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New study shows a rapid increase of diesel-fueled backup generators across California

New research by economic and public policy consulting group M.Cubed finds a proliferation of backup generators across California, with nearly 90% being diesel-fueled, posing significant obstacles to achieving greenhouse gas reduction targets and driving nearly $136 million in annual health costs.

Over the last year, the generator population jumped by 22% in the South Coast Air Quality Management District (SCAQMD), and by 34% in the Bay Area Air Quality Management District (BAAQMD) over the last three years. In 2021, the two districts were collectively home to 23,507 backup generators with a capacity of 12.2 gigawatts (GW)—about 15% of California’s entire electricity grid. Of these, 20,907 are diesel-fueled.

Diesel generators release greenhouse gases, particulate matter (PM), volatile organic compounds (VOCs), nitrous oxides (NOx) and sulfur dioxide (SO2), harmful pollutants that create smog and exacerbate respiratory conditions.

The report concludes that diesel generators in the South Coast and Bay Area communities alone have 12.2 GW of generation capacity and produce roughly 20 metric tons (MT) of fine particulate matter, 62 MT of VOCs and almost 1,000 MT of haze-inducing NOx annually.

We have long been concerned about the proliferation of diesel backup generators here in the Bay Area, as highlighted in this report. Emissions from these backup generators can harm local residents, regional air quality and the global climate. This is particularly true in communities already overburdened by air pollution and the Air District is actively pursuing regulations to curb this pollution.

—Jack Broadbent, executive officer of the Bay Area Air Quality Management District

This pollution, in turn, may trigger upwards of $31.8 million in annual health costs in the Bay Area and $103.9 million in South Coast communities, due to increases in mortalities, heart attacks, hospital visits and other adverse consequences—particularly in vulnerable communities.

This research began when I received a notice that a diesel-fueled generator was being sited near my daughter’s high school. I never expected to find so many diesel-fueled generators operating in San Francisco and across the state of California, especially so close to where people live, work, and play. For a state leading in climate action, this growing reliance on diesel underscores a disconnect between how we’re addressing grid reliability, long-term energy affordability, and the ongoing environmental consequences of diesel dependency.

—M.Cubed partner and lead researcher Steven Moss

Poweroutage map

California Power Outage Map. BloomEnergy, working with, a company that monitors utilities throughout the country, tracked when and where every blackout occurred in California during a sample period from 15 October 2017 to 31 December 2019, and how many customers it impacted, to generate this interactive map. Source: Bloom Energy

Diesel generators tend to be located close to where people live, work and attend school. M.Cubed’s study highlights that many of these generators are in communities that the California Environmental Protection Agency identifies as “disadvantaged,” according to CalEnviroScreen.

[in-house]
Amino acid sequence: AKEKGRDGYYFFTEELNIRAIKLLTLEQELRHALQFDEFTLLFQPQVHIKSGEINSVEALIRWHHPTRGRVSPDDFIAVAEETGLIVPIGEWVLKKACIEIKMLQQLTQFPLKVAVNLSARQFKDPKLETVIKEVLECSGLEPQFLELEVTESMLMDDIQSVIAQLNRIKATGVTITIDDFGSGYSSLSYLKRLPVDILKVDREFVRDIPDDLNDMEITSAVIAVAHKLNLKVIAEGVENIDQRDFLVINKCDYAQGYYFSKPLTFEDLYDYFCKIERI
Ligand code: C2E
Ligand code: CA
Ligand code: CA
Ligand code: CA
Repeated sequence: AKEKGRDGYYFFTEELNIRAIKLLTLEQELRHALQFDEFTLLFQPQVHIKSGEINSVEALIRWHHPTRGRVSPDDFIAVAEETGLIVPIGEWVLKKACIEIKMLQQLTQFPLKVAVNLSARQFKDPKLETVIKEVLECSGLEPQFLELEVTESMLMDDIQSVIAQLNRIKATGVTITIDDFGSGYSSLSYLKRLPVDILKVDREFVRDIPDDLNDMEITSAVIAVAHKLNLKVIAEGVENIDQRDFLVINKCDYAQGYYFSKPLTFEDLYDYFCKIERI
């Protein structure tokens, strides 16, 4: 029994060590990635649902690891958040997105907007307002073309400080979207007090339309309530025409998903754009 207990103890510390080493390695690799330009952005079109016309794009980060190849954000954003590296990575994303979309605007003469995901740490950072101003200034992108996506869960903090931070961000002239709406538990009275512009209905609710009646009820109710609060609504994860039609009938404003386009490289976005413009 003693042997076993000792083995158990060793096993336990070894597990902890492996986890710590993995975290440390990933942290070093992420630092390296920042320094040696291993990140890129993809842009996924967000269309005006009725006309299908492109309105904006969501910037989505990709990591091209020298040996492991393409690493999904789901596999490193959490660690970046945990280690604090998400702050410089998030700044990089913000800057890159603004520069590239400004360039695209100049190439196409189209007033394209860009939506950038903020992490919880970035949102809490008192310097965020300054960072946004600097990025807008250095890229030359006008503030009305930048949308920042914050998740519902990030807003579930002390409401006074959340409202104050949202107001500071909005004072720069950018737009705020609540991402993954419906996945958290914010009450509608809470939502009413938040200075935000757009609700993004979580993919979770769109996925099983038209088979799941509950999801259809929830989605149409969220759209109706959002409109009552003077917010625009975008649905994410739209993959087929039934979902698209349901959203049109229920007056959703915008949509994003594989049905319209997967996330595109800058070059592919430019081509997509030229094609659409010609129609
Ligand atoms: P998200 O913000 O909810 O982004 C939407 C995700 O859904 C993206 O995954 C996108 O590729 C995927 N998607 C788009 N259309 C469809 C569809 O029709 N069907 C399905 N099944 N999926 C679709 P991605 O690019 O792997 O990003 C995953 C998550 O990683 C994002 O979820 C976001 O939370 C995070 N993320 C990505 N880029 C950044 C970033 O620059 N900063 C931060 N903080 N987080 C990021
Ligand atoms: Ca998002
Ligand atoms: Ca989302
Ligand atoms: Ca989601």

It is concerning to see an increased reliance on diesel-fueled generators, particularly when nearly three-quarters of California voters support alternative, non-harmful energy solutions like fuel cells and more than half desire to see diesel generation reduced. We must embrace existing technologies that will make California’s grid cleaner and more resilient, rather than increasing the population of high-polluting power sources that will set us back in meeting crucial emission reduction goals.

—Marisa Blackshire, senior director of environmental compliance, Bloom Energy

In California, diesel generators are individually permitted by each of the 35 air districts in which they are located, so data on the cumulative population is largely unavailable. Data from individual districts is not aggregated or reported at the state level, and backup generator usage data and permit renewals are self-reported by the operators themselves. As a result, this data remains largely hidden and subject to little regulatory scrutiny.



If they think diesel generators are bad, they should see how nasty a gasoline generator is.

By backup I take it they mean commercial installations of many kw or even mw units? For a unit that is at a constant RPM and consistent load point emissions controls should be easier to monitor and implement.

I would be more concerned about home owner gensets that are barely out of the '80s in regards to emissions controls



The solution is a more reliable power grid. I would recommend adding small modular nuclear power closer to the users but that probably will not sit well with the California NIMBYs. Meanwhile over here in Utah (and in Nevada), we are still generating power using coal to supply California with electricity.


California has a ways to go before it can claim to be 'zero emissions' without cheating.


Run them on natural gas with batteries


Offer 75% subsidy for generators to LIFEPO energy storage (Like Cash for Clunkers scrapping program) to clean up this and get way more grid resilience, killing two birds with one stone.

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